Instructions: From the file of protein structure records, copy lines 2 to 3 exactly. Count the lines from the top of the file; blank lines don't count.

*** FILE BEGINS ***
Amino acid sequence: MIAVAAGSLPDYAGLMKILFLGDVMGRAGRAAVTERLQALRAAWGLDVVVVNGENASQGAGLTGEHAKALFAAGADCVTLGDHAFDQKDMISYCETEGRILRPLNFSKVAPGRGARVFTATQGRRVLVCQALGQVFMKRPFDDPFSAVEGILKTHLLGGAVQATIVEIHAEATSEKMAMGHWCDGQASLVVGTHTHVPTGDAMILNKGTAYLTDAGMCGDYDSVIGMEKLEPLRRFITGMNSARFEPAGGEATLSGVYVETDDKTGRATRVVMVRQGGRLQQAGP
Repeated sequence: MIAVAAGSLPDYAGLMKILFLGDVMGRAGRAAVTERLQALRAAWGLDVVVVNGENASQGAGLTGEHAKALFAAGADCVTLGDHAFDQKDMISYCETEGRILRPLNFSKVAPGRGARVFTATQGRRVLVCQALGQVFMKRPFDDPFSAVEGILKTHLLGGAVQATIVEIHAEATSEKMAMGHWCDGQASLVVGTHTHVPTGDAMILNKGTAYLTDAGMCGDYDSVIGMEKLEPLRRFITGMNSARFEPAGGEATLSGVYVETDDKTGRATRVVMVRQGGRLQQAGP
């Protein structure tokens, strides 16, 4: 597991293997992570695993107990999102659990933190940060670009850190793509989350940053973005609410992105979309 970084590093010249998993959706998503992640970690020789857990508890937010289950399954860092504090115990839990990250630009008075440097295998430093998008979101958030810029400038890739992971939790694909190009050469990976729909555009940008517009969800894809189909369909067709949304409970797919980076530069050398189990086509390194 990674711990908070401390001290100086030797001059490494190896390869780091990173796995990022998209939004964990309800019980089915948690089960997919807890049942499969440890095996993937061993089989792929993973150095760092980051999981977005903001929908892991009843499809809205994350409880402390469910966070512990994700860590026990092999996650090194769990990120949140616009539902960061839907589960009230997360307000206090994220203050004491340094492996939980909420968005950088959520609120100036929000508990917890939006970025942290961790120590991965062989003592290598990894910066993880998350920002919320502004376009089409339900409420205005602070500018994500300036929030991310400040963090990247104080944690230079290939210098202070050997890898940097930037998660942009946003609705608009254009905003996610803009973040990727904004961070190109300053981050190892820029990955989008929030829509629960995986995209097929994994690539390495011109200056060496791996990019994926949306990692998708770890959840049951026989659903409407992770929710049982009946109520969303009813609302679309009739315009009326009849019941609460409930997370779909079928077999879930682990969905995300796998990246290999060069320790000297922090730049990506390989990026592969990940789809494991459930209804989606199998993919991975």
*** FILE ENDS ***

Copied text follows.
Repeated sequence: MIAVAAGSLPDYAGLMKILFLGDVMGRAGRAAVTERLQALRAAWGLDVVVVNGENASQGAGLTGEHAKALFAAGADCVTLGDHAFDQKDMISYCETEGRILRPLNFSKVAPGRGARVFTATQGRRVLVCQALGQVFMKRPFDDPFSAVEGILKTHLLGGAVQATIVEIHAEATSEKMAMGHWCDGQASLVVGTHTHVPTGDAMILNKGTAYLTDAGMCGDYDSVIGMEKLEPLRRFITGMNSARFEPAGGEATLSGVYVETDDKTGRATRVVMVRQGGRLQQAGP
């Protein structure tokens, strides 16, 4: 597991293997992570695993107990999102659990933190940060670009850190793509989350940053973005609410992105979309 970084590093010249998993959706998503992640970690020789857990508890937010289950399954860092504090115990839990990250630009008075440097295998430093998008979101958030810029400038890739992971939790694909190009050469990976729909555009940008517009969800894809189909369909067709949304409970797919980076530069050398189990086509390194 990674711990908070401390001290100086030797001059490494190896390869780091990173796995990022998209939004964990309800019980089915948690089960997919807890049942499969440890095996993937061993089989792929993973150095760092980051999981977005903001929908892991009843499809809205994350409880402390469910966070512990994700860590026990092999996650090194769990990120949140616009539902960061839907589960009230997360307000206090994220203050004491340094492996939980909420968005950088959520609120100036929000508990917890939006970025942290961790120590991965062989003592290598990894910066993880998350920002919320502004376009089409339900409420205005602070500018994500300036929030991310400040963090990247104080944690230079290939210098202070050997890898940097930037998660942009946003609705608009254009905003996610803009973040990727904004961070190109300053981050190892820029990955989008929030829509629960995986995209097929994994690539390495011109200056060496791996990019994926949306990692998708770890959840049951026989659903409407992770929710049982009946109520969303009813609302679309009739315009009326009849019941609460409930997370779909079928077999879930682990969905995300796998990246290999060069320790000297922090730049990506390989990026592969990940789809494991459930209804989606199998993919991975």